Jaevin Cumberland is shown with Oakland University. (Photo courtesy of http://www.goldengrizzlies.com/)
Jaevin Cumberland is shown with Oakland University. (Photo courtesy of http://www.goldengrizzlies.com/)
Earlier this year, President Obama brought attention to the Japanese city of Hiroshima, the target of the first atom bomb, which was dropped by the United States on Aug. 6, 1945. A second bombing of Nagasaki three days later forced Japan’s surrender and brought an end to World War II.

On Wednesday, Dec. 7, the United States will observe the 75th anniversary of the Japanese bombing of Pearl Harbor. One can hope that President Obama – and all Americans – will give this moment its full due respect and remembrance.

The Dec. 7, 1941 Japanese attack on Pearl Harbor was one of those defining moments in world history.

As reported by www.history.navy.mil: “America, unprepared and now considerably weakened, was abruptly brought into the Second World War as a full combatant. Eighteen months earlier, President Franklin D. Roosevelt had transferred the United States Fleet to Pearl Harbor as a presumed deterrent to Japanese aggression.

“By late November 1941, with peace negotiations clearly approaching an end, informed U.S. officials (and they were well-informed, they believed, through an ability to read Japan’s diplomatic codes) fully expected a Japanese attack into the Indies, Malaya and probably the Philippines. Completely unanticipated was the prospect that Japan would attack east, as well.

“The U.S. Fleet’s Pearl Harbor base was reachable by an aircraft carrier force, and the Japanese Navy secretly sent one across the Pacific with greater aerial striking power than had ever been seen on the World’s oceans. Its planes hit just before 8 a.m. on Dec. 7. Within a short time, five of eight battleships at Pearl Harbor were sunk or sinking, with the rest damaged. Several other ships and most Hawaii-based combat planes were also knocked out and over 2,400 Americans were dead.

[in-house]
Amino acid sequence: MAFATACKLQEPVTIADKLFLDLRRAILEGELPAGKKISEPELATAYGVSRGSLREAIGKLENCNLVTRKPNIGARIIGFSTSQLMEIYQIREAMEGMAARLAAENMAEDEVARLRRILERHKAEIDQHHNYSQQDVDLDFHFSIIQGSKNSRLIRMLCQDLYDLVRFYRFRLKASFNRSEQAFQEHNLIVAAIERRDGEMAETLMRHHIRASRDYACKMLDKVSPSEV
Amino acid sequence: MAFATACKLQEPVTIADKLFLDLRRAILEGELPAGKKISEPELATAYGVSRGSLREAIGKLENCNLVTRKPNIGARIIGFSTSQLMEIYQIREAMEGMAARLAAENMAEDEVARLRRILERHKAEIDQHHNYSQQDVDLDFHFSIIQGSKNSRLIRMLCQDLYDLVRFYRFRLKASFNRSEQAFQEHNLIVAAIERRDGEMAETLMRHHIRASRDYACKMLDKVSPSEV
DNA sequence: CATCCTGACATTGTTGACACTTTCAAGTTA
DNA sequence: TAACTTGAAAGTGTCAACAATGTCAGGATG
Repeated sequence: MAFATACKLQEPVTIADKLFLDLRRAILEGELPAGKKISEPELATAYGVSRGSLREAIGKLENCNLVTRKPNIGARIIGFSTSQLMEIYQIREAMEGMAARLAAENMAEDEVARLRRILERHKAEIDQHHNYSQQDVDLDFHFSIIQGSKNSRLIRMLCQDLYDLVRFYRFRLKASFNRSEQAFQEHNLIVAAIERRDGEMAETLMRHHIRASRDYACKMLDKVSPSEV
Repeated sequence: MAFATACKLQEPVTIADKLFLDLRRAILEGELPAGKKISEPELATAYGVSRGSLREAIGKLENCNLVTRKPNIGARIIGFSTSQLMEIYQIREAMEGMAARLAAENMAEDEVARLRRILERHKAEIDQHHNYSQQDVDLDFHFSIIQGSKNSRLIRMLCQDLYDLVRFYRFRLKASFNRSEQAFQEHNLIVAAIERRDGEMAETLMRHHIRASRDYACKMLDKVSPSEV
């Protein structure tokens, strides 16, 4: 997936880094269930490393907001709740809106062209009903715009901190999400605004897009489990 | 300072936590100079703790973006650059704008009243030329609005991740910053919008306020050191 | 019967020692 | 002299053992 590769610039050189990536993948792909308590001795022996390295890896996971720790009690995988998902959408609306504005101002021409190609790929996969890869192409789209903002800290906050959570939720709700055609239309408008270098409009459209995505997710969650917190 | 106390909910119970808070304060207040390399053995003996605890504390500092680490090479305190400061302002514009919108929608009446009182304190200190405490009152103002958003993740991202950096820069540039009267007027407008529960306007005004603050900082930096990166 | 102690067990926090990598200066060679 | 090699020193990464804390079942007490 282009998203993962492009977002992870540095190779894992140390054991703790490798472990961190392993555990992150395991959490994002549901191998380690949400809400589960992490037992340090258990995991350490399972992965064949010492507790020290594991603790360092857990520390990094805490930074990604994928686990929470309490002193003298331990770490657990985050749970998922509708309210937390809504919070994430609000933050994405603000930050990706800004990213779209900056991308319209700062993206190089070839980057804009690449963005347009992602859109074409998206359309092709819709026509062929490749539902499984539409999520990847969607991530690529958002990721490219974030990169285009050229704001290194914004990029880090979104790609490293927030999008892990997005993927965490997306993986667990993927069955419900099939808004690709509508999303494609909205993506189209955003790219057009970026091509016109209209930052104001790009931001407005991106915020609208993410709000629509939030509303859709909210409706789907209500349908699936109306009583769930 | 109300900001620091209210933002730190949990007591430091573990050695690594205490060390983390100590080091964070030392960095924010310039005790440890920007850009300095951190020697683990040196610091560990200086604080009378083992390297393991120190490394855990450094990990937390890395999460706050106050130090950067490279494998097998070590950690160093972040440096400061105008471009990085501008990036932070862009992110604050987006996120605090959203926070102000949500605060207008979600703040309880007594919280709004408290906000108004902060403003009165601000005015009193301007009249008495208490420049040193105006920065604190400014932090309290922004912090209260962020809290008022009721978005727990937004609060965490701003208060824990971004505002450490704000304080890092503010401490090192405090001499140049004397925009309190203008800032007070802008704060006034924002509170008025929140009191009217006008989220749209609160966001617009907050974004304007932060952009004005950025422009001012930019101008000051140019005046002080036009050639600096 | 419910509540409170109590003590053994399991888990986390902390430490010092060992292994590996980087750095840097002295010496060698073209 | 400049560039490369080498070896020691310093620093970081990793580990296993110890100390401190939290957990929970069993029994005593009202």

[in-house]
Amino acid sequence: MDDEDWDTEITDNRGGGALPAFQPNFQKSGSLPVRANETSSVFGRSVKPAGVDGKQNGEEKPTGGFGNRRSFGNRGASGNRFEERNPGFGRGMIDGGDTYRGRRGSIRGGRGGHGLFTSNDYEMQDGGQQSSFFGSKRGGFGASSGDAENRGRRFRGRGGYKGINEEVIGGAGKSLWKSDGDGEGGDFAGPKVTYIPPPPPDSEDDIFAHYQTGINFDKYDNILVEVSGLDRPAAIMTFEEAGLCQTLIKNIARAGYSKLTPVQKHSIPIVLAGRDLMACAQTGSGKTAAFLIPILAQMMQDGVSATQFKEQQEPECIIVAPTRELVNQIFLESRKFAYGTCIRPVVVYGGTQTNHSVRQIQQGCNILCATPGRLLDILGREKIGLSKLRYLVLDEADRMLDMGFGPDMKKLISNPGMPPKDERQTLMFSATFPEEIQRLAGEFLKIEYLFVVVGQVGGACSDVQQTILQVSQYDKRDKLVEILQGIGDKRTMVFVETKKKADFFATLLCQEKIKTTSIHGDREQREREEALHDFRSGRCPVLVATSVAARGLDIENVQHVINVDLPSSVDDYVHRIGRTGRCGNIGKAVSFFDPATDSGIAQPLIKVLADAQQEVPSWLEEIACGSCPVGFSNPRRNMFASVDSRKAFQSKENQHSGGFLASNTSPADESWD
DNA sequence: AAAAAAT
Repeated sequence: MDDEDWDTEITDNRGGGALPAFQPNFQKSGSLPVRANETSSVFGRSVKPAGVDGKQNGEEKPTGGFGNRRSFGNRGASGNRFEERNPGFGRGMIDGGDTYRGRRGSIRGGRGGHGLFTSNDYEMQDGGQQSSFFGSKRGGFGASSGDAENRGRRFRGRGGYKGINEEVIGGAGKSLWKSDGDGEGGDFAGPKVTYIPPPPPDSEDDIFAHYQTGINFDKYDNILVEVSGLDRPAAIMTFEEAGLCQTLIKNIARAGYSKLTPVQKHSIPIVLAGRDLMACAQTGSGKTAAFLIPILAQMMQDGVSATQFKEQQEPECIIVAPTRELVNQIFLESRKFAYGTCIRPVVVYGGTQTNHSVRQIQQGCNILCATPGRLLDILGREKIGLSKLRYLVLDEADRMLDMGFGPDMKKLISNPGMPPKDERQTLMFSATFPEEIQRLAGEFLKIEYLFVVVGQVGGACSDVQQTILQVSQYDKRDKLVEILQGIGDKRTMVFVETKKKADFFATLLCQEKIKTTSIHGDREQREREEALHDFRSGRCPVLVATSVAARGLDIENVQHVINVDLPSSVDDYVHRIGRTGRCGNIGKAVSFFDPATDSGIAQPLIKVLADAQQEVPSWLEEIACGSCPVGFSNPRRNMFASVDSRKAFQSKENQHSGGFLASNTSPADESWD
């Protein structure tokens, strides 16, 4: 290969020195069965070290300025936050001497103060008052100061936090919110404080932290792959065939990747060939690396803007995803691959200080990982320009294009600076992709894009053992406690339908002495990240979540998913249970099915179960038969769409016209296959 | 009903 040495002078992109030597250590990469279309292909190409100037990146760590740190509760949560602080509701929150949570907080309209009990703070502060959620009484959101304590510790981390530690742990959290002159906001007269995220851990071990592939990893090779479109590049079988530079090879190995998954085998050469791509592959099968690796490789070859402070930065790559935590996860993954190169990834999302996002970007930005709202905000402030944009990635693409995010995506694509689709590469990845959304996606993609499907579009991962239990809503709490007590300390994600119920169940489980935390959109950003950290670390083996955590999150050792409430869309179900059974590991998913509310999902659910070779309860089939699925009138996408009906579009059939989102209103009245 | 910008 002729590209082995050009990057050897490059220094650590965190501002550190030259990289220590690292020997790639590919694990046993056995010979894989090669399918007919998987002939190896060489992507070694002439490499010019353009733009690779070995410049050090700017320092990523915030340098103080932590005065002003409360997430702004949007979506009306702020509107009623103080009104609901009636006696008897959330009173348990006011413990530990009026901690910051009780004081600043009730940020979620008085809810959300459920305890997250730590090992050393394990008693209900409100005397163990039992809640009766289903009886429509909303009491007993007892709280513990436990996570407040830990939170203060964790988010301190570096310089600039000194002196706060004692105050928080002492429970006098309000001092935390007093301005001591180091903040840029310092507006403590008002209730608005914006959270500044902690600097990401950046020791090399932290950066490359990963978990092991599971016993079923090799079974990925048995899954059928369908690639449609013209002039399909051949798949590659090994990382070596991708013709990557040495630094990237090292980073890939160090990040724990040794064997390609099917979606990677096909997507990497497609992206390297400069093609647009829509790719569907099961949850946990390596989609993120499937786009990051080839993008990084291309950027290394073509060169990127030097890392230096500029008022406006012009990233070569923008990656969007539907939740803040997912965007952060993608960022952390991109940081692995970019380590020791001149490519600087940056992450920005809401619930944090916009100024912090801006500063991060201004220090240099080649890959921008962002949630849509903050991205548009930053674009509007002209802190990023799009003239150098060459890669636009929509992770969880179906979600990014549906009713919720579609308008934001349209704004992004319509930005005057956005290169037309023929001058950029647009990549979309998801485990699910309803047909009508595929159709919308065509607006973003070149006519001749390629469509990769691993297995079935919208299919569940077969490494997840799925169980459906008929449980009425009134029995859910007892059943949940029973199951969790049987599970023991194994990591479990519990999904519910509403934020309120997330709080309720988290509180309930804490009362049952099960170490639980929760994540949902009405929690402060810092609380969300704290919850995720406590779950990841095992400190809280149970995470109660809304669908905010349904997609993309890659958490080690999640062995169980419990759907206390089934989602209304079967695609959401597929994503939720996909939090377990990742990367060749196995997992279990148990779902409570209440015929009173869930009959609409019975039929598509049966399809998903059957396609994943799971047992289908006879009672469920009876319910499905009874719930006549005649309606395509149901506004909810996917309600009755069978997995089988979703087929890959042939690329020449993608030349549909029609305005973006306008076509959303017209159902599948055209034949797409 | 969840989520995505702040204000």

“The memory of the sneak attack on Pearl Harbor fueled a determination to fight on. Once the Battle of Midway in early June 1942 had eliminated much of Japan’s striking power, that same memory stoked a relentless war to reverse her conquests and remove her, and her German and Italian allies, as future threats to World peace.”

Seventy-five years ago, on Sunday, Dec. 7, 1941 at 8:06 a.m., a bomb landed on the USS Arizona’s forward decks, igniting 500 tons of explosives stored in the powder magazine. Even though the ship burned for two days, the Arizona sank in just nine minutes.

The USS Arizona had more than 1 million gallons of fuel when the first bomb struck. About two quarts of this fuel surfaces every day.

From Wikipedia: “These oil droplets are called ‘Black Tears’ by Pearl Harbor survivors. The bond between the shipmates aboard USS Arizona went way past being mere comrades. When the ship went down, 37 sets of brothers went down with it. Every 15 seconds a drop of oil still rises from the Arizona and drifts to the surface.”

The USS Arizona Memorial at Pearl Harbor in Honolulu, Hawaii, was built in 1962 and marks the resting place of 1,102 of the 1,177 sailors and Marines killed on the USS Arizona on Dec. 7, 1941.